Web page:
What's gained from functional and unit testing is proof that software satisfies its requirements and that errors have been removed. What we don't yet know is how complete the testing effort has been. That's where source and object code verification comes in.

1. RTCA Inc. (originally the Radio Technical Commission for Aeronautics) is a private, not-for-profit corporation that develops consensus-based recommendations regarding communications, navigation, surveillance, and air traffic management (CNS/ATM) system issues.
2. EUROCAE, the European Organisation for Civil Aviation Equipment, is a nonprofit organisation which provides a European forum for resolving technical problems with electronic equipment for air transport.
3. The Motor Industry Software Reliability Association (MISRA) is a collaboration between vehicle manufacturers, component suppliers and engineering consultants which seeks to promote best practice in developing safety-related electronic systems in road vehicles.
4. "Guidelines for the use of the C language in critical systems", published first by MISRA Limited in October 2004 and again in March 2013 after comprehensive revision. These standards are complete reworks of the original set published in 1998.
5. "Joint Strike Fighter (JSF) Air Vehicle (AV) C++ Coding Standards for the System Development and Demonstration Program", document number 2RDU00001 Rev D, June 2007. These standards build on relevant portions of the MISRA-C standards with an additional set of rules specific to the appropriate use C++ language features (e.g., inheritance, templates, namespaces) in safety-critical environments.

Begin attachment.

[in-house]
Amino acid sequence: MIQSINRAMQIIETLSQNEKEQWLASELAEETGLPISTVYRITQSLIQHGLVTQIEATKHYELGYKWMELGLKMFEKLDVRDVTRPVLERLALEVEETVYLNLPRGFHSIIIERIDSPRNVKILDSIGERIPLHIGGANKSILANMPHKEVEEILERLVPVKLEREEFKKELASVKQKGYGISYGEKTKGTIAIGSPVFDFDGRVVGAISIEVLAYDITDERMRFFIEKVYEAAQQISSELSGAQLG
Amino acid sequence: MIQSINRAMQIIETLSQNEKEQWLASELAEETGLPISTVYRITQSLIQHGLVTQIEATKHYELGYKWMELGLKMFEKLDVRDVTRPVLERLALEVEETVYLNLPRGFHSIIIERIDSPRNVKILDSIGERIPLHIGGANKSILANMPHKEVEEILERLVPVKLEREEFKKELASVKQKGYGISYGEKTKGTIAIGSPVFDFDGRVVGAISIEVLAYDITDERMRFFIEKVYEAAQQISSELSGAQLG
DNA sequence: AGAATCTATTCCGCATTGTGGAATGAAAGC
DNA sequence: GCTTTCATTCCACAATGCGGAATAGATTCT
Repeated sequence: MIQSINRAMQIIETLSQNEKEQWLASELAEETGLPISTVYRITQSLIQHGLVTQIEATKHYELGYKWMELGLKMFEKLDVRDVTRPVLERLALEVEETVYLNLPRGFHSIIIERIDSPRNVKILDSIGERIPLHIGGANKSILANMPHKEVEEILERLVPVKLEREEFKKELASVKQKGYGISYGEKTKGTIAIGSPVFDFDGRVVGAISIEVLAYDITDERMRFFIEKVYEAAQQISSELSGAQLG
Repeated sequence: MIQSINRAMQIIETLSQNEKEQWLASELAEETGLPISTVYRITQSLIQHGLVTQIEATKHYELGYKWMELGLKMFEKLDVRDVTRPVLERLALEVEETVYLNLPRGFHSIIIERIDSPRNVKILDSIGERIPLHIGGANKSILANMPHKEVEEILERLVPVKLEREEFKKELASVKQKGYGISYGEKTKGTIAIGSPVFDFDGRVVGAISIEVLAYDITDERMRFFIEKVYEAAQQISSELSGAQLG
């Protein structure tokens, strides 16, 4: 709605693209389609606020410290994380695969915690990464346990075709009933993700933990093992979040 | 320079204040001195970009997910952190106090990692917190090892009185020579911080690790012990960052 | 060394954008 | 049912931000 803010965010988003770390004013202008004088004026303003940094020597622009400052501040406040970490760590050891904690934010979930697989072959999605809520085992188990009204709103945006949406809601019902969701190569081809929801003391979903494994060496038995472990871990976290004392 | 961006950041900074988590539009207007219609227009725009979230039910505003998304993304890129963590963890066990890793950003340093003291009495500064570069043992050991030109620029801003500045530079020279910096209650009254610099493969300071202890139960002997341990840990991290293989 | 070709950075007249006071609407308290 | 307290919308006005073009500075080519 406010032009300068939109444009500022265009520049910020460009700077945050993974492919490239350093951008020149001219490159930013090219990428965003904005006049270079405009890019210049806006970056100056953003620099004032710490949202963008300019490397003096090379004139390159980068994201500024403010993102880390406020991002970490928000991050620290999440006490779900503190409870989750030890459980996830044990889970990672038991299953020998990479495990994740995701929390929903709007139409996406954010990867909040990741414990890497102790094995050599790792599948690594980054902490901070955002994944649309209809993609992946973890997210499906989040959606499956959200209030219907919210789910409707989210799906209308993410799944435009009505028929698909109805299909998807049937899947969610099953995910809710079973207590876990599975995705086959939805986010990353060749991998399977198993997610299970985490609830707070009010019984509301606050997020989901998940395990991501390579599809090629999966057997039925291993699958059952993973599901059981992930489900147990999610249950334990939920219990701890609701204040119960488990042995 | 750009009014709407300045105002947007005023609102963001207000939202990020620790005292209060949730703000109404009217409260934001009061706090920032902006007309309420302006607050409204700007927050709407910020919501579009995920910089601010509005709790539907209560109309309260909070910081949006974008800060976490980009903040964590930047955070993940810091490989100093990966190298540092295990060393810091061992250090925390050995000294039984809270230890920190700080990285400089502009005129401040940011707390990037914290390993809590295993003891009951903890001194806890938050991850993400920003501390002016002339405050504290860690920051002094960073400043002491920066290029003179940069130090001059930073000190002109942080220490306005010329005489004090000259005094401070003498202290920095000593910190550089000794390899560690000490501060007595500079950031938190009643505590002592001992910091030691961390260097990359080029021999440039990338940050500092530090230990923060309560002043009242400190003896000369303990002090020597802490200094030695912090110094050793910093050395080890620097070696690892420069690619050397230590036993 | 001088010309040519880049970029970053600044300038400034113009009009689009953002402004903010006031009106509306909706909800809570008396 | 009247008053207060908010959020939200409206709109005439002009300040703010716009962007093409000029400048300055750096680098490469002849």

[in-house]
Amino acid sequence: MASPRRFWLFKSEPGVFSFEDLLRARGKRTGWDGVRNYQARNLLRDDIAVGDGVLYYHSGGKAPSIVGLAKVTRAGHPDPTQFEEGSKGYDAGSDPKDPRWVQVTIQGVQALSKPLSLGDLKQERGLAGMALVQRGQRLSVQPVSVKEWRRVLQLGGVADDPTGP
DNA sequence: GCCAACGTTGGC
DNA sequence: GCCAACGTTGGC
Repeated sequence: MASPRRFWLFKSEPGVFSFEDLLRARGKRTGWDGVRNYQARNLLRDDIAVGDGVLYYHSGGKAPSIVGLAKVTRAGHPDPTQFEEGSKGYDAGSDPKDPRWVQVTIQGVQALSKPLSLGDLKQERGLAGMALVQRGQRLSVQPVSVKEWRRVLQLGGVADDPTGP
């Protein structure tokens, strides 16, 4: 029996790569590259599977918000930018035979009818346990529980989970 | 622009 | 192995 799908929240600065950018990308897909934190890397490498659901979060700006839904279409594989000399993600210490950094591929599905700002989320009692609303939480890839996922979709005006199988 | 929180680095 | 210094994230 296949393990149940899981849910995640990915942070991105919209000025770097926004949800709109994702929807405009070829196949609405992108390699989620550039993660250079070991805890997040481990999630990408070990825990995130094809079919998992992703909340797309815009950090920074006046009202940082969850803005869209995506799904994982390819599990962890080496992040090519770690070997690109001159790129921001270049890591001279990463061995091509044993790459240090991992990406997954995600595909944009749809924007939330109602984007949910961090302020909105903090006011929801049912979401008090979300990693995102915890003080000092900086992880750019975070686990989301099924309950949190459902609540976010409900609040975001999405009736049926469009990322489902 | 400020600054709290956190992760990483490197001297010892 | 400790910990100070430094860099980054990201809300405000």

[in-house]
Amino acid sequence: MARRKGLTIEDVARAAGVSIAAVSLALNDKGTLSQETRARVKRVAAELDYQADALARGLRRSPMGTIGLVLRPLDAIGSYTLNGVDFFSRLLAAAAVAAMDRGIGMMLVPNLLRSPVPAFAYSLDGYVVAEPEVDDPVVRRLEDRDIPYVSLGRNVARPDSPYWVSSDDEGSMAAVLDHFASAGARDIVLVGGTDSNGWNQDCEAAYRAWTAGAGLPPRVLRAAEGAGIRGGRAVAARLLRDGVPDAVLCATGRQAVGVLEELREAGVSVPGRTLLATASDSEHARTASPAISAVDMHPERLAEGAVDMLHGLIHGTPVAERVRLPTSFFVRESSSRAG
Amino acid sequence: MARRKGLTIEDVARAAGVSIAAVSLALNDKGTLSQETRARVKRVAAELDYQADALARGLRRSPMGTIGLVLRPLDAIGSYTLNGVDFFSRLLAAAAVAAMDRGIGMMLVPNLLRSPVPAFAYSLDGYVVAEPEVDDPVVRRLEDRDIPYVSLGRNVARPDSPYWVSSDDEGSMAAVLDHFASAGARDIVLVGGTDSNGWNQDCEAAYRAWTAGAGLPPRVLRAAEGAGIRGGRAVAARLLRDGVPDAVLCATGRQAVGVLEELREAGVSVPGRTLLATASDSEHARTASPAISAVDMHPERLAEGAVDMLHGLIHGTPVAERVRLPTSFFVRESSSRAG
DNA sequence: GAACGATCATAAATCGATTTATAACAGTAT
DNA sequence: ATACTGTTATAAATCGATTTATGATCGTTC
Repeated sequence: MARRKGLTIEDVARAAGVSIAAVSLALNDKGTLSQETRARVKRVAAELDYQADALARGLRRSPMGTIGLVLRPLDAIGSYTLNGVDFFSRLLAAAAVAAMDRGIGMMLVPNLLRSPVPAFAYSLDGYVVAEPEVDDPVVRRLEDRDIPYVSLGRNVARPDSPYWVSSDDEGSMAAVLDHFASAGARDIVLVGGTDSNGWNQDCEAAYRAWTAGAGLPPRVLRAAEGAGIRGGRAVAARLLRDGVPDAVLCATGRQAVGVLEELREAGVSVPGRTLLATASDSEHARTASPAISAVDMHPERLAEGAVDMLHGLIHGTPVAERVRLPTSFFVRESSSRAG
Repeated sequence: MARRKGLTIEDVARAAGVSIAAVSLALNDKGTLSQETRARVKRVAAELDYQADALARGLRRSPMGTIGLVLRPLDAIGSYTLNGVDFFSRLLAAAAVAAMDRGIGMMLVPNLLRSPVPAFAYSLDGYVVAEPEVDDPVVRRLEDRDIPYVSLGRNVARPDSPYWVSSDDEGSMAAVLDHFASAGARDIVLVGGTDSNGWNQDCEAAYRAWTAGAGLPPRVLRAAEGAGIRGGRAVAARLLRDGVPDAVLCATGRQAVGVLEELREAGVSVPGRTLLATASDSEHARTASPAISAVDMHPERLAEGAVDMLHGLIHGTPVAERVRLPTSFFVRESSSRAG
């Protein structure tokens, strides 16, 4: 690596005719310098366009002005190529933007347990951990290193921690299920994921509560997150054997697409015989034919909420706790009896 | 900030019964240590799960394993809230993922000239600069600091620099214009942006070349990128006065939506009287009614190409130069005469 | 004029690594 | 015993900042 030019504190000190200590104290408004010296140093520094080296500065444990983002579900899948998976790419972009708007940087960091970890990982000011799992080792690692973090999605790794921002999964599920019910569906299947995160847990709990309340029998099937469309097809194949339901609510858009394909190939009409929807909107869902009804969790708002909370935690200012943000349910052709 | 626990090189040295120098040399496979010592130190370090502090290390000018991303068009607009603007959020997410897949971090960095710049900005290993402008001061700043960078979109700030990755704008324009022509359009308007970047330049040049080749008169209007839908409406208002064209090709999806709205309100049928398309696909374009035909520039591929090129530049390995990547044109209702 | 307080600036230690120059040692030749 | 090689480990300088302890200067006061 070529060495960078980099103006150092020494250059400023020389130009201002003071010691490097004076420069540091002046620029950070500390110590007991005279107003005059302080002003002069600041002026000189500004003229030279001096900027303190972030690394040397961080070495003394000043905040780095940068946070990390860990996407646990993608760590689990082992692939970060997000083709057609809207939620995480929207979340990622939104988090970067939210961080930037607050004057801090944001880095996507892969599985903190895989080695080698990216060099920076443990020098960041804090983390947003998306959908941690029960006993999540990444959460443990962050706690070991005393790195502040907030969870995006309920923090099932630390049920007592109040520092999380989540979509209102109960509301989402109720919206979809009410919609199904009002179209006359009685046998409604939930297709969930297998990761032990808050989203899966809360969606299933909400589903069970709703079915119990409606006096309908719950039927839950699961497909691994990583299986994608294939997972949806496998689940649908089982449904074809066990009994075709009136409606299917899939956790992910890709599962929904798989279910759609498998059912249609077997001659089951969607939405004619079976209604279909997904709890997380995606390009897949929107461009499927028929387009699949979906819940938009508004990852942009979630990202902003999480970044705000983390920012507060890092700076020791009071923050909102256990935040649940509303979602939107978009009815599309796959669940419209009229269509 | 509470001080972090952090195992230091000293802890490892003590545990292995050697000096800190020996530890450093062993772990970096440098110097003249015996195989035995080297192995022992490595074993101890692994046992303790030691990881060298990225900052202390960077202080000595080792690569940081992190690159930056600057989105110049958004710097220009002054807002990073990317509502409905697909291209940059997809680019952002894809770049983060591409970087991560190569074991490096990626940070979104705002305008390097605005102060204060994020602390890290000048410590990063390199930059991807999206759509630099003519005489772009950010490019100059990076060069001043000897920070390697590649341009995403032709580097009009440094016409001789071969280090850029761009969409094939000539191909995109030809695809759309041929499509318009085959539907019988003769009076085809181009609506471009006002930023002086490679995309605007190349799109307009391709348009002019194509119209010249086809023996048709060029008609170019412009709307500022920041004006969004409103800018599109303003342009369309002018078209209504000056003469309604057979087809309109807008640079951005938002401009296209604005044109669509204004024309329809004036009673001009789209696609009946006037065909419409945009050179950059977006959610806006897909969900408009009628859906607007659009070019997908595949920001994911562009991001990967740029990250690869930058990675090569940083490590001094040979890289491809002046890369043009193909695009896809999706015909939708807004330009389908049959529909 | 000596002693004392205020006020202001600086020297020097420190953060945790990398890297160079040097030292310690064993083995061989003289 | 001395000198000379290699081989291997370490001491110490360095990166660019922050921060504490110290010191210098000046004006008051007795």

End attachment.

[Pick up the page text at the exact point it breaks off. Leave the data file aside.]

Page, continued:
6. The Chaos Report from the Standish Group has been regularly published since 1994. The 2006 report revealed that 35% of software projects could be categorised as successful, meaning they were completed on time, on budget and met user requirements. This is a marked improvement over 1994 when only 16.2% of projects were labelled as successful.
7. The Orion Crew Exploration Vehicle (CEV) is a spacecraft currently under development by NASA, the contract for its design and construction was awarded to Lockheed Martin in August 2006.

About the authors
Mark Pitchford has over 25 years' experience in software development for engineering applications. He has worked on many significant industrial and commercial projects in development and management, both in the UK and internationally, including extended periods in Canada and Australia. Since 2001, he has specialised in software test, and works throughout Europe and beyond as a Field Applications Engineer with LDRA Ltd.

Bill St. Clair is currently Director, US Operations for LDRA Technology and LDRA Certification Services and has more than 25 years in embedded software development and management. He has worked in the avionics, defence, space, communications, industrial controls, and commercial industries as a developer, verification engineer, manager, and company founder. He holds a U.S. patent for a portable storage system and is inventor of a patent-pending embedded requirements verification system. Bill's leadership was instrumental in adapting requirements traceability into LDRA's verification process.